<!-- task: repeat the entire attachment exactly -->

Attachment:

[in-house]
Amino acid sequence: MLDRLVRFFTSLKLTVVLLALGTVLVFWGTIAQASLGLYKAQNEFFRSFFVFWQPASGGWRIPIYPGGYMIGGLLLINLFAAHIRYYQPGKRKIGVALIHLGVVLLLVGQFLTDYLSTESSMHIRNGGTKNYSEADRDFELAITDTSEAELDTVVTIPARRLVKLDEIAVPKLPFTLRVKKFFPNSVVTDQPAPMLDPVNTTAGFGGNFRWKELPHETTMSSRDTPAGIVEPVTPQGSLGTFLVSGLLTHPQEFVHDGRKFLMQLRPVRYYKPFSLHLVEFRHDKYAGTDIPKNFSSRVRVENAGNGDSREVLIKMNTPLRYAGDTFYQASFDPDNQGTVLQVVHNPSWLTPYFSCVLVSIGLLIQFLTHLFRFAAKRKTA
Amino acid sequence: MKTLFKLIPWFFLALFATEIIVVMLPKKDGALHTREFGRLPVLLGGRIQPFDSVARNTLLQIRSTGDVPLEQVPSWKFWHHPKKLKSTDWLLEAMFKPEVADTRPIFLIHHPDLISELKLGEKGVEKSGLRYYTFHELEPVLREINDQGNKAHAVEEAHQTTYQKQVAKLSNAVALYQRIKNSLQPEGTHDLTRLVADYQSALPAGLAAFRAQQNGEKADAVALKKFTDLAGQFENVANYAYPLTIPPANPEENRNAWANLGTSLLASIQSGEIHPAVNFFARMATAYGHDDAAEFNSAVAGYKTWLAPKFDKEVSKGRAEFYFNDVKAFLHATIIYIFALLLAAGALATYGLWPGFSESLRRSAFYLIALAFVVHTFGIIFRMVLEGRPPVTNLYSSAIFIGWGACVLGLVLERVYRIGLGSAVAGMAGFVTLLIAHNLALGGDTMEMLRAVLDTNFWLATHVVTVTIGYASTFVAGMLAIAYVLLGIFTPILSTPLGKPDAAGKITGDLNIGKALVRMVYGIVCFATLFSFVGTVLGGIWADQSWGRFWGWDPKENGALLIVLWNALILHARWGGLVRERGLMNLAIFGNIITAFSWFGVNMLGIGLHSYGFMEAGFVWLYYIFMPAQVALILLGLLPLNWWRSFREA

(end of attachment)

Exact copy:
[in-house]
Amino acid sequence: MLDRLVRFFTSLKLTVVLLALGTVLVFWGTIAQASLGLYKAQNEFFRSFFVFWQPASGGWRIPIYPGGYMIGGLLLINLFAAHIRYYQPGKRKIGVALIHLGVVLLLVGQFLTDYLSTESSMHIRNGGTKNYSEADRDFELAITDTSEAELDTVVTIPARRLVKLDEIAVPKLPFTLRVKKFFPNSVVTDQPAPMLDPVNTTAGFGGNFRWKELPHETTMSSRDTPAGIVEPVTPQGSLGTFLVSGLLTHPQEFVHDGRKFLMQLRPVRYYKPFSLHLVEFRHDKYAGTDIPKNFSSRVRVENAGNGDSREVLIKMNTPLRYAGDTFYQASFDPDNQGTVLQVVHNPSWLTPYFSCVLVSIGLLIQFLTHLFRFAAKRKTA
Amino acid sequence: MKTLFKLIPWFFLALFATEIIVVMLPKKDGALHTREFGRLPVLLGGRIQPFDSVARNTLLQIRSTGDVPLEQVPSWKFWHHPKKLKSTDWLLEAMFKPEVADTRPIFLIHHPDLISELKLGEKGVEKSGLRYYTFHELEPVLREINDQGNKAHAVEEAHQTTYQKQVAKLSNAVALYQRIKNSLQPEGTHDLTRLVADYQSALPAGLAAFRAQQNGEKADAVALKKFTDLAGQFENVANYAYPLTIPPANPEENRNAWANLGTSLLASIQSGEIHPAVNFFARMATAYGHDDAAEFNSAVAGYKTWLAPKFDKEVSKGRAEFYFNDVKAFLHATIIYIFALLLAAGALATYGLWPGFSESLRRSAFYLIALAFVVHTFGIIFRMVLEGRPPVTNLYSSAIFIGWGACVLGLVLERVYRIGLGSAVAGMAGFVTLLIAHNLALGGDTMEMLRAVLDTNFWLATHVVTVTIGYASTFVAGMLAIAYVLLGIFTPILSTPLGKPDAAGKITGDLNIGKALVRMVYGIVCFATLFSFVGTVLGGIWADQSWGRFWGWDPKENGALLIVLWNALILHARWGGLVRERGLMNLAIFGNIITAFSWFGVNMLGIGLHSYGFMEAGFVWLYYIFMPAQVALILLGLLPLNWWRSFREA